Sunday, July 29, 2012

Stressful Times

Friday was the last day of summer school for Kai. He came home without his shirt.

Biting his shirts and ripping them to shreds is nothing new with Kai. He has done it many times now.

This summer, he actually had the best session of summer school of the three years he has attended. But even so, he destroyed about four or five shirts over the course of the past two months.

Earlier this summer, he got mad when his van was the last one to depart back to school after a field trip to the Jelly Belly factory. It did not help when the driver missed the exit and they were delayed further. And when he was back at school, he released his anger by chewing up his shirt. When I picked him up at school, most of the front of the shirt he was wearing was missing, with nothing there but the collar and sleeves. (He is pictured in it here, several hours later. He wanted to put it back on because he thought it looked like a superhero cape).

On this latest occasion, some of the kids were to be honored at the end-of-summer ceremony with a “gold medal” for being safe all summer, something Kai had known for some time now that he did not achieve. We also learned that he was anxious because the kids at school were competing in Olympic-type activities, and Kai has severe difficulty with the issue of being first, and with handling losing.

That combination apparently led to him getting angry and aggressive. He destroyed this shirt in the process.

The school is asking if we can find heavier shirts that are more difficult to rip apart. Umm, a knight’s armor, perhaps?

While we are somewhat used to hearing these types of incidents at school, the past few days he has been quicker to anger at home as well.

On Friday, he got angry when he and Mom were about to walk the dogs. He had trouble tying his shoes. Then he wanted to use the bathroom. Before we knew it, a little frustration turned into a big eruption. He told Mom to go walking without him, but then got mad when she did.

He threw to the floor all the things that were on the shelf in his room. He peed in the waste basket instead of the toilet. He said really mean things to me and my wife.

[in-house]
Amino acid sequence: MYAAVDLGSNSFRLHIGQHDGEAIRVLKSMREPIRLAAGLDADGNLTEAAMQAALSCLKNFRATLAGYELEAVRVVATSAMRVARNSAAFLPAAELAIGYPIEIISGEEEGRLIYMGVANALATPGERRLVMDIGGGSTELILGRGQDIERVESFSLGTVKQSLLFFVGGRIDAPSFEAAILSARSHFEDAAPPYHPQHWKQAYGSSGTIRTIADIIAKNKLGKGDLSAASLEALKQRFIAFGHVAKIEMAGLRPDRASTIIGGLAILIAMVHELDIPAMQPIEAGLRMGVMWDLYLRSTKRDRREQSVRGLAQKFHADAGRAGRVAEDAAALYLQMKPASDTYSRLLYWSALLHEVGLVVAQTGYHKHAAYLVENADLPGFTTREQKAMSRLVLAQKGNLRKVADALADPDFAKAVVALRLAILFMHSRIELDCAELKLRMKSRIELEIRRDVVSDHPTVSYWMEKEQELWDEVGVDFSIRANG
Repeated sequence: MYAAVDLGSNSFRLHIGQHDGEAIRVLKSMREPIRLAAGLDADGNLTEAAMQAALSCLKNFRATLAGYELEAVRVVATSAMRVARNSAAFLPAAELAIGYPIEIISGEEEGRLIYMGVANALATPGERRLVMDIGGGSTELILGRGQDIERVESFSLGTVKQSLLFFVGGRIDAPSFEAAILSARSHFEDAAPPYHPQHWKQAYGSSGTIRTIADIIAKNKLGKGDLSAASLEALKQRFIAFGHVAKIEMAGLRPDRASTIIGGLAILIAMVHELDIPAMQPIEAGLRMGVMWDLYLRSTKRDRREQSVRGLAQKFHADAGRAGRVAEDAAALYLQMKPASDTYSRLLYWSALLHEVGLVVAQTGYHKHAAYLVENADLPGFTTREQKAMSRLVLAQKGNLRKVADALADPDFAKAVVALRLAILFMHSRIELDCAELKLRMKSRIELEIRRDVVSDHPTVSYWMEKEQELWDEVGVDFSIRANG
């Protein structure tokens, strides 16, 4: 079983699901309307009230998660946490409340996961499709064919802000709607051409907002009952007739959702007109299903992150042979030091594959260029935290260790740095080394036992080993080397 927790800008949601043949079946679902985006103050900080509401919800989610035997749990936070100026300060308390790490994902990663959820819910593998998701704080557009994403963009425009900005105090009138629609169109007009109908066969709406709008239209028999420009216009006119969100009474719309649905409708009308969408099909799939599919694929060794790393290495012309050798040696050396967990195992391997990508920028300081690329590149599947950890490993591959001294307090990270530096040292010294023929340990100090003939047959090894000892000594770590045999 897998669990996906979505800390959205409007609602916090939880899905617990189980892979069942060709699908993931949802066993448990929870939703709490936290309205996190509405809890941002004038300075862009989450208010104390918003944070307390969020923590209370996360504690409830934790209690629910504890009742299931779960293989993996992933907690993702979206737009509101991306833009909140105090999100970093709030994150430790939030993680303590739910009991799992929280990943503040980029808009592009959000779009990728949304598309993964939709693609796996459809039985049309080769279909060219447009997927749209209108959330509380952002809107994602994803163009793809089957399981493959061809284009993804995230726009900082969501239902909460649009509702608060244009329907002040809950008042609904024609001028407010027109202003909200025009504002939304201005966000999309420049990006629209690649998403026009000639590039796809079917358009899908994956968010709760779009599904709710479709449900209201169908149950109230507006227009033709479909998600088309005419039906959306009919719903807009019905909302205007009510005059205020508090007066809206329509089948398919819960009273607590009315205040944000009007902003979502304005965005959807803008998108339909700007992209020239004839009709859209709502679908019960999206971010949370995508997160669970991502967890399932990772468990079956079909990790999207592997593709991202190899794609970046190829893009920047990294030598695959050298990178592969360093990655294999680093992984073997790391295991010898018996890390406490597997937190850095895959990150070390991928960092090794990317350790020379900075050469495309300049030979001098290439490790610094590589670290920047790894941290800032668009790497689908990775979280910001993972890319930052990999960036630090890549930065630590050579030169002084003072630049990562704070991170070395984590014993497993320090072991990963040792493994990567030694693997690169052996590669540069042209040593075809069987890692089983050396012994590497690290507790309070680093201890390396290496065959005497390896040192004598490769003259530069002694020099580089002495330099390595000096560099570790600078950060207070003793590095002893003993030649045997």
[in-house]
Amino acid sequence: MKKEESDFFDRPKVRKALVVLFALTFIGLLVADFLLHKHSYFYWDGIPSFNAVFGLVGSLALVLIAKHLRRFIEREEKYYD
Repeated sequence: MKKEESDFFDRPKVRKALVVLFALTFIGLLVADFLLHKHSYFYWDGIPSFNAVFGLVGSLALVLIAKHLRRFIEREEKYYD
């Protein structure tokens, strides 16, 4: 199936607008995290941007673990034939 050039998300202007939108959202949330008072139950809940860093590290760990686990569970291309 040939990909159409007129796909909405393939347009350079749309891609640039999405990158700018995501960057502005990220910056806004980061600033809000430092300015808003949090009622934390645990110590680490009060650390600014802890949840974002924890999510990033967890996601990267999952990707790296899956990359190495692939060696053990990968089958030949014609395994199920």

It took a long time, and more energy than I really had to expend that day, but he finally calmed down.

But the next day he had a similar eruption.

I’m not sure why he has had these episodes lately. Perhaps his medication needs tweaking. Or, maybe it is my own stress that is keeping me from being as patient with him as I need to be.

In raising Kai, it often feels like we take two steps back for every three steps forward. The past couple days, it has felt more like we are sliding back down the mountain after we had inched our way up.

Hopefully we can find a lift to take us back where we were before. Otherwise, I need to rest up for the long climb.


  1. By knowing the story behind the ripped shirt...and seeing the picture...I am sorry...but it is cute! His face looks so innocent in that picture!

    I can only imagine how you must I have never been through such events as a parent. I can only root for you as a parent. It must prove to be an endurance affair with in which you must pace yourself for the long haul. Psychologically, it must be very demanding. However, having Kai's cute innocent face looking back at you must give you a boost of extra patience.

    When my son sometimes does something wrong...and he gives me an innocent look...I start laughing inside...and much of my frustration melts away.